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Wednesday, 2 December 1936


Senator GRANT (Tasmania) .- The remarks which have been made this afternoon by representatives of the larger States strengthen my conviction that the States must make every effort to retain their constitutional rights.


Senator Collings - Is this a case of stone-walling?


Senator GRANT - Obviously, the larger States are not interested in their weaker partners.


Senator Guthrie - That is not correct.


Senator Hardy - What was the grant to Tasmania last year?


Senator GRANT - The necessity for that grant is evidence of Tasmania's disabilities under federation; it shows that, due principally to federal legislation, that State cannot live without assistance.


Senator Hardy - The grant was not based on disabilities.


Senator GRANT - I should be out of order were I to discuss that subject now. I am more than ever convinced that the blank cheque which we are asked to sign and give to the Commonwealth means the destruction of freedom of trade between the States. Should the Government of one of the larger States wish to prevent goods coming into its territory from another State, a Commonwealth Government, even against the wishes of the smaller State, could prevent their coming in.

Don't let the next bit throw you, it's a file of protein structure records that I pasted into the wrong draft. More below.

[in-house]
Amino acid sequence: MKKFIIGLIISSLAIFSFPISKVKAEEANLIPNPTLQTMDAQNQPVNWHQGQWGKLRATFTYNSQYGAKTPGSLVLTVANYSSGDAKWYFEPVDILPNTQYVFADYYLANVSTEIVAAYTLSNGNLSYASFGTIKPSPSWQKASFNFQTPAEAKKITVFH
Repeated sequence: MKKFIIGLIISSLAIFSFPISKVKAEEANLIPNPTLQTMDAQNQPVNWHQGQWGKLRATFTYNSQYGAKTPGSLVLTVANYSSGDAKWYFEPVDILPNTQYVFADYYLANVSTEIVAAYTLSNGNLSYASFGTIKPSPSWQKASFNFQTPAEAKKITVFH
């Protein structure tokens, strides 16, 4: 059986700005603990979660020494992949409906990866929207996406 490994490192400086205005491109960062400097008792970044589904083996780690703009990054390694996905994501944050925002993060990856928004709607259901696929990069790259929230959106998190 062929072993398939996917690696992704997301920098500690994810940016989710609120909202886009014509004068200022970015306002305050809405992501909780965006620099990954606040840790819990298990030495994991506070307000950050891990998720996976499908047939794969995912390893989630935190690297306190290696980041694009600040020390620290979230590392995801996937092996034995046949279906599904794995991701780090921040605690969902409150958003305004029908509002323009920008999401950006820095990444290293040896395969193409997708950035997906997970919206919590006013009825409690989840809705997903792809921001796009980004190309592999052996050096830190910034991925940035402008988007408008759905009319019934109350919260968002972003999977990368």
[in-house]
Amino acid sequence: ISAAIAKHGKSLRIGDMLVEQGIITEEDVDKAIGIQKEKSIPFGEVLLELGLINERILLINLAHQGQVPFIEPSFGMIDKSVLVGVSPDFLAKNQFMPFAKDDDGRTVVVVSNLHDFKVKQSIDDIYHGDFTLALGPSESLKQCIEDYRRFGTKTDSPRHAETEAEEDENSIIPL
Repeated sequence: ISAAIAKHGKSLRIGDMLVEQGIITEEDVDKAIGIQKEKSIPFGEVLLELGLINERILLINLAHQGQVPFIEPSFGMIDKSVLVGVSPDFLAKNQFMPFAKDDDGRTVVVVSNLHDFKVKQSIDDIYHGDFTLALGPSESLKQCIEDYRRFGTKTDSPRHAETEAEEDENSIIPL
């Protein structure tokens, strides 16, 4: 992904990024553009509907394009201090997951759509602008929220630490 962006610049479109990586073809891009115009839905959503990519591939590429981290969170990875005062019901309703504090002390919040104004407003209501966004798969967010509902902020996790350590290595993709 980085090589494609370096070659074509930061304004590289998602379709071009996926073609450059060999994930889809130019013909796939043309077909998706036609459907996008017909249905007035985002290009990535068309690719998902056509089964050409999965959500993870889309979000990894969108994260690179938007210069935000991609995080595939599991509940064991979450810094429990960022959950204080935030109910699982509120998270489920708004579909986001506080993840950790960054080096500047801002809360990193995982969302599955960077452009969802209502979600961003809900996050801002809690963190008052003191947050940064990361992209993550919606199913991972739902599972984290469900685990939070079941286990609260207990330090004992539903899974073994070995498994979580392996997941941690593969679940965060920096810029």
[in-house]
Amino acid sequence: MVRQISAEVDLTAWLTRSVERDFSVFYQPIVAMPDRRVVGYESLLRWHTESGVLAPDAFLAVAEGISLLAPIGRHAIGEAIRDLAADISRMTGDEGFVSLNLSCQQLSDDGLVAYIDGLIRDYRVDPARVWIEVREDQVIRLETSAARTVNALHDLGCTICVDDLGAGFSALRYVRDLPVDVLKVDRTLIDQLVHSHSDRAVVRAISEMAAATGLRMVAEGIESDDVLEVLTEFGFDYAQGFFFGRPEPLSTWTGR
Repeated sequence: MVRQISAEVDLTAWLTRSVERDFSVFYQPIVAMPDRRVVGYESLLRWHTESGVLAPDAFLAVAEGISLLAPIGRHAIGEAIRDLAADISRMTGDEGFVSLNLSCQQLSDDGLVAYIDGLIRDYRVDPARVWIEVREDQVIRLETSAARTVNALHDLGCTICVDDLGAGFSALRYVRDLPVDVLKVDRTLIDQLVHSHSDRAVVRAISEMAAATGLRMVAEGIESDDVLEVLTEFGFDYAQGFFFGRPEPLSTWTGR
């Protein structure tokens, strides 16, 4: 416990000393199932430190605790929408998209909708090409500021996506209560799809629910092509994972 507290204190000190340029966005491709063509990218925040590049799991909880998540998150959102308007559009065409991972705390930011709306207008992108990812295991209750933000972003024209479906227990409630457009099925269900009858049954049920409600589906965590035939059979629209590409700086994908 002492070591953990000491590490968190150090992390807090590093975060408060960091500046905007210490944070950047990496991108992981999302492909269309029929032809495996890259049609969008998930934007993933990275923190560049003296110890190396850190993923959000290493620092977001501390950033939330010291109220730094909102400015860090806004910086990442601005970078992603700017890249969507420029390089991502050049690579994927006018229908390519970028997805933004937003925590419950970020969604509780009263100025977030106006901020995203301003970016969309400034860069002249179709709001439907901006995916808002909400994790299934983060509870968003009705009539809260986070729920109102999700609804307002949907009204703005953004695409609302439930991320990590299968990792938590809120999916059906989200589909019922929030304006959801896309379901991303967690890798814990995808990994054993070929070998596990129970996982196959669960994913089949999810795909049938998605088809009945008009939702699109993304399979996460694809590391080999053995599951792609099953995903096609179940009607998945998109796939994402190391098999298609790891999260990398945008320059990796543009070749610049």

Senator Sir Walter Massy-Greene - Does the honorable senator suggest that could be done under this amendment ?


Senator GRANT - Yes.


Senator Sir Walter Massy-Greene - Then the honorable senator does not understand it.


Senator GRANT - My opinion on a legal question may not be worth a great deal, but, in this instance, I have been fortified in my view by the opinions of some of the greatest constitutional authorities in Australia.


Senator Hardy - Does the honorable senator suggest that the proposals of the Government subvert section 99 of the Constitution ?


Senator GRANT - I say that, if the proposals of the Government be carried and the Constitution altered accordingly, freedom of trade between the States will disappear. The proposals mean the sacrificing of one of the constitutional rights of the States, and I, as a representative of Tasmania in the States' House ", shall vote against any alteration of the Constitution which would have that effect. I shall, therefore, vote against the third reading.







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